PITTSBURGH (June 19, 2019) —
Self-driving cars rely on their ability to accurately “see” the road
ahead and make adjustments based on what they see. They need to, for instance,
react to a pedestrian who steps out from between parked cars, or know to not
turn down a road that is unexpectedly closed for construction. As such
technology becomes more ubiquitous, there’s a growing need for a better, more
efficient way for machines to process visual information.
New research from the University of Pittsburgh will develop
a neuromorphic vision system that takes a new approach to capturing visual
information that is based on the human brain, benefitting everything from
self-driving vehicles to neural prosthetics.
PhD, professor of ophthalmology at the University of Pittsburgh School of
Medicine who holds appointments in electrical engineering and bioengineering,
Xiong, PhD, assistant professor of electrical and computer engineering at
the Swanson School of Engineering, received
$500,000 from the National Science Foundation (NSF) to conduct this
Conventional image sensors record information
frame-by-frame, which stores a great deal of redundant data along with that
which is useful. This excess data storage occurs because most pixels do not
change from frame to frame, like stationary buildings in the background.
Inspired by the human brain, the team will develop a neuromorphic vision system
driven by the timings of changes in the dynamics of the input signal, instead
of the conventional image-based system.
“With existing neuromorphic camera systems, the
communication between the camera and the computing system is limited by how
much data it is trying to push through, which negates the benefits of the large
bandwidth and low power consumption that this camera provides,” says Dr. Xiong.
“We will use a spiking neural network with realistic dynamic synapses that will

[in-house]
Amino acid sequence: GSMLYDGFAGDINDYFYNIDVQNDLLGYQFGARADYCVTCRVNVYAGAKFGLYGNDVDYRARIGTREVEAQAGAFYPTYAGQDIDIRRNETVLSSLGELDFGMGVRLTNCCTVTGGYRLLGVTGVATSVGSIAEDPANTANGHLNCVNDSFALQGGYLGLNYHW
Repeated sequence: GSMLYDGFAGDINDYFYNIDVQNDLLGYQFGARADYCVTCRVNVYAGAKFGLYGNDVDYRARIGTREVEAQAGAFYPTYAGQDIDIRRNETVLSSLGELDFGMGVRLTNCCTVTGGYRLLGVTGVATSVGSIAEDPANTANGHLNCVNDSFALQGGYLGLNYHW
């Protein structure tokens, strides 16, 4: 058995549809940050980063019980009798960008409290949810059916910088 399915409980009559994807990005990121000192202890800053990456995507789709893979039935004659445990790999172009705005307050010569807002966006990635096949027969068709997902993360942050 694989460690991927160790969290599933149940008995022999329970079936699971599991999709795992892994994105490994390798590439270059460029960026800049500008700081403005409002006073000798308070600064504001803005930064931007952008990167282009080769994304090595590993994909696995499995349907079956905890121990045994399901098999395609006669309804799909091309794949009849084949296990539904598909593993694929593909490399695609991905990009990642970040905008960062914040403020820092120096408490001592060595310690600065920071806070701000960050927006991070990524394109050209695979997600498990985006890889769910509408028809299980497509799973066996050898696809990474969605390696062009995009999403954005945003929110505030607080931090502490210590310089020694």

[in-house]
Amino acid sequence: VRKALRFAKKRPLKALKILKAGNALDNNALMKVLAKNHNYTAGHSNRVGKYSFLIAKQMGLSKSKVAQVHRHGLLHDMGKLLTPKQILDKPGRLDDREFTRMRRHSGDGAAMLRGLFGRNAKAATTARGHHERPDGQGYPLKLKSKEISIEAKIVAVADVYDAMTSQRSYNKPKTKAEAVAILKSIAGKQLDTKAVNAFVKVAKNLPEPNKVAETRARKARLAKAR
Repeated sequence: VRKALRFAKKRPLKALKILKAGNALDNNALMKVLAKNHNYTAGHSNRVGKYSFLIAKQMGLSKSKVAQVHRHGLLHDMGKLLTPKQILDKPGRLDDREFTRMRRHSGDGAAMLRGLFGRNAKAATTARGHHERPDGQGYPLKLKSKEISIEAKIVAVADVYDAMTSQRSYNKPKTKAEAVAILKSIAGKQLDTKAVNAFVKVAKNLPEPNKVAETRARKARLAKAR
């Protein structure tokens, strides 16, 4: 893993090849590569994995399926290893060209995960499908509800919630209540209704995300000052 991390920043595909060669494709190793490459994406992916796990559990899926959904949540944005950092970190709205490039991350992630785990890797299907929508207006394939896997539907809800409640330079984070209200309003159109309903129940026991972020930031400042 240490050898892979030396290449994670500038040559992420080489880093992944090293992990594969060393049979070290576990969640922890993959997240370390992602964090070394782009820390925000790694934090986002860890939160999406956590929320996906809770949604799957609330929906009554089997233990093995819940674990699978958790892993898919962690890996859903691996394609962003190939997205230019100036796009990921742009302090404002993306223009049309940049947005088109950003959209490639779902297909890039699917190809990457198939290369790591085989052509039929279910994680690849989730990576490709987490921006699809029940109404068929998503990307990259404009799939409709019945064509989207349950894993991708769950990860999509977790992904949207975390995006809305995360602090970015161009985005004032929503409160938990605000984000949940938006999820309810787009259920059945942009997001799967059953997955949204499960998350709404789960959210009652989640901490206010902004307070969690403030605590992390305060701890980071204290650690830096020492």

enhance computational abilities, develop brain-inspired machine learning to
understand the input, and connect it to a neuromorphic event-based silicon
retina for real-time operating vision.”
This system will work more efficiently than existing
technology, with orders of magnitude better energy efficiency and bandwidth.
“We believe this work will lead to transformative advances
in bio-inspired neuromorphic processing architectures, sensing, with major
applications in self-driving vehicles, neural prosthetics, robotics and general
artificial intelligence,” says Dr. Benosman.
The grant will begin July 1, 2019, and is expected to last
until June 30, 2022.
About the Swanson
School of EngineeringThe University of Pittsburgh’s Swanson School of Engineering
is one of the oldest engineering programs in the U.S. and is consistently
ranked among the top 25 public engineering programs by U.S. News & World
Report. The Swanson School has excelled in basic and applied research during
the past decade with focus areas in sustainability, energy systems, advanced
manufacturing, bioengineering, micro- and nano-systems, computational modeling
and advanced materials development.
About the University
of Pittsburgh School of MedicineAs one of the nation’s leading academic centers for
biomedical research, the University of Pittsburgh School of Medicine integrates
advanced technology with basic science across a broad range of disciplines in a
continuous quest to harness the power of new knowledge and improve the human
condition. Driven mainly by the School of Medicine and its affiliates, Pitt has
ranked among the top 10 recipients of funding from the National Institutes of
Health since 1998. In rankings recently released by the National Science
Foundation, Pitt ranked fifth among all American universities in total federal
science and engineering research and development support.
Likewise, the School of Medicine is equally committed to
advancing the quality and strength of its medical and graduate education
programs, for which it is recognized as an innovative leader, and to training
highly skilled, compassionate clinicians and creative scientists well-equipped
to engage in world-class research. The School of Medicine is the academic
partner of UPMC, which has collaborated with the University to raise the
standard of medical excellence in Pittsburgh and to position health care as a
driving force behind the region’s economy. For more information about the
School of Medicine, see www.medschool.pitt.edu.
Maggie Pavlick, 6/19/2019
Contact: Paul Kovach